Buildings that Act Like Guinea Pigs for Energy Efficiency: The Puget Sound Regional Council Plan for Green Jobs
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that validation “would give companies that are here, that have access to those services, a huge leg up in the markets,” says Schinfeld. “We believe it would catalyze the ability for local folks to sell their energy efficiency goods and services to other people.”
A big issue will be figuring out ways for companies that might traditionally look at each other as competitors to share, learn, and build something together in the ‘sandbox,” all while protecting their intellectual property, Schinfeld acknowledges. But he is convinced there’s a market for a service like BETI’s. “We have actually heard from folks that there is an appetite for collaboration, particularly where there are products that are complimentary,” he says. “What if you could take someone who does HVAC and someone who does windows and put them together, and build an integrated product. I think people will be excited about that.”
Unlike an incubator model, where companies are physically located at a third party facility for an extended period, firms would utilize the BETI Center only for specific testing, monitoring, and collaboration, on a for-fee-service basis. That way BETI can accommodate a larger volume of companies long-term, Schinfeld says. “We are going to be competitor neutral in testing these technologies,” he says. “Our goal is not to pick winners, our goal is to help companies launch into the marketplace successfully.”
Schinfeld and PSRC associate economic policy analyst Sherry Ambrose say it will take approximately $8 million to $16.5 million to jumpstart the project, which the Prosperity Partnership will seek through a combination of government and independent grants, private fundraising, and membership development. The group was unable to secure a hoped-for $2 million in federal grant money from the U.S. Department of Energy, but Schinfeld says the program has other options to move forward. He says the program also doesn’t need the full $8 million to get going.
To that end, the Prosperity Partnership has already started talking to the Seattle 2030 District, a mix of city representatives, local architects, and utilities companies about involvement in the project, according to Schinfeld.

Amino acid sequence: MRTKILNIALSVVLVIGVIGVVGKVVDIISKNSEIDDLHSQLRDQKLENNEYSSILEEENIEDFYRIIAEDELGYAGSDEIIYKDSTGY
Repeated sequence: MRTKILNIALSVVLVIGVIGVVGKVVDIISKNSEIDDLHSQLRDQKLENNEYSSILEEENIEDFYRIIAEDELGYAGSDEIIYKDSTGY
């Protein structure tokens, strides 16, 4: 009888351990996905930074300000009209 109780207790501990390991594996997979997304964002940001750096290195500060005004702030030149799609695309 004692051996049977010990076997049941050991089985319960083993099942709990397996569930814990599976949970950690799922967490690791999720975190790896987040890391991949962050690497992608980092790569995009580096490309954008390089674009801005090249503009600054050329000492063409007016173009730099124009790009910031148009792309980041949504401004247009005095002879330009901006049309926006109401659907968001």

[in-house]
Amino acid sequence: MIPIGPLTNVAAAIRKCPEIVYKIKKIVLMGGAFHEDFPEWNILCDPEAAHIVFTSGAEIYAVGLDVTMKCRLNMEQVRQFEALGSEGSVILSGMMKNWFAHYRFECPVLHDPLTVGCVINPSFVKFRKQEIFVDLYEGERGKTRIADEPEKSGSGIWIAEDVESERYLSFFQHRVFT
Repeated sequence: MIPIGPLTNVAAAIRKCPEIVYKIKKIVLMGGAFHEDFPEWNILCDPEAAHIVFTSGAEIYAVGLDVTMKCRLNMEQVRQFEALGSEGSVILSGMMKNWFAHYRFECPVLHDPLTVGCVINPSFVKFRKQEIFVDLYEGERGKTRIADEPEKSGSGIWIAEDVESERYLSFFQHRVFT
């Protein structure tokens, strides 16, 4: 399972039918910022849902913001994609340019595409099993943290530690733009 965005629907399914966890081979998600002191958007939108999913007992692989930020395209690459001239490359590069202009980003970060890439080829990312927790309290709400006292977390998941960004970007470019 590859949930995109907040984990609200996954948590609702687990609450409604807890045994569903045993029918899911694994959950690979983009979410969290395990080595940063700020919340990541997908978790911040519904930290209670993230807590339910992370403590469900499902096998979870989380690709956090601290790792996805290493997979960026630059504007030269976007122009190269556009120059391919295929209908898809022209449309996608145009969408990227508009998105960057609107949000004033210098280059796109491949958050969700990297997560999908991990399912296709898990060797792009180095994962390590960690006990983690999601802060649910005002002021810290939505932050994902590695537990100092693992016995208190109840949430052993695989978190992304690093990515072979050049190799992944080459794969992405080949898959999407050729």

“The main stakeholders are five of the biggest downtown property owners—so Unico, and Vulcan, and folks like that,” he says. “They’ve all come together and they’ve all said ‘We want to make our buildings in downtown Seattle the most energy efficient that we can make them,’ which is fantastic… I would say, in an ideal world, we could start doing some things within six to nine months.”
Building the actual center would come well down the line, of course. But Schinfeld already has his eyes on a couple of locations that he thinks are ripe to become an energy efficiency hub. The first: one of the large buildings downtown that would, ideally, be one of the project’s guinea pig sites. The second: in a lot right next to the McKinstry Innovation Center in Georgetown, where he says the region could “set up a whole little energy efficiency neighborhood.”
“You’ve got the Innovation Center, which is developing new technologies, then you’d have BETI, which is testing and demonstrating those new technologies, and then you’ve got McKinstry, which would go out and use them, and sell them. It would be genius,” Schinfeld says.
The BETI steering committee is holding its next meeting next week, when it will finalize the financial aspects of the plan, and the five-year budget. In the meantime, Washington State has set aside $5.5 million in the current budget for cleantech investment, and Schinfeld is hoping to persuade the state to put some of that money toward the Center.
Regardless of where the Center gets its funding, Schinfeld and Ambrose are confident that the plan could put the central Puget Sound region on the map for energy efficiency.
“If proximity to BETI and BETI services is the best way to market for energy efficiency goods and services, those companies will move here,” Schinfeld says. “The national play is still an economic development play to grow jobs here in the long run.”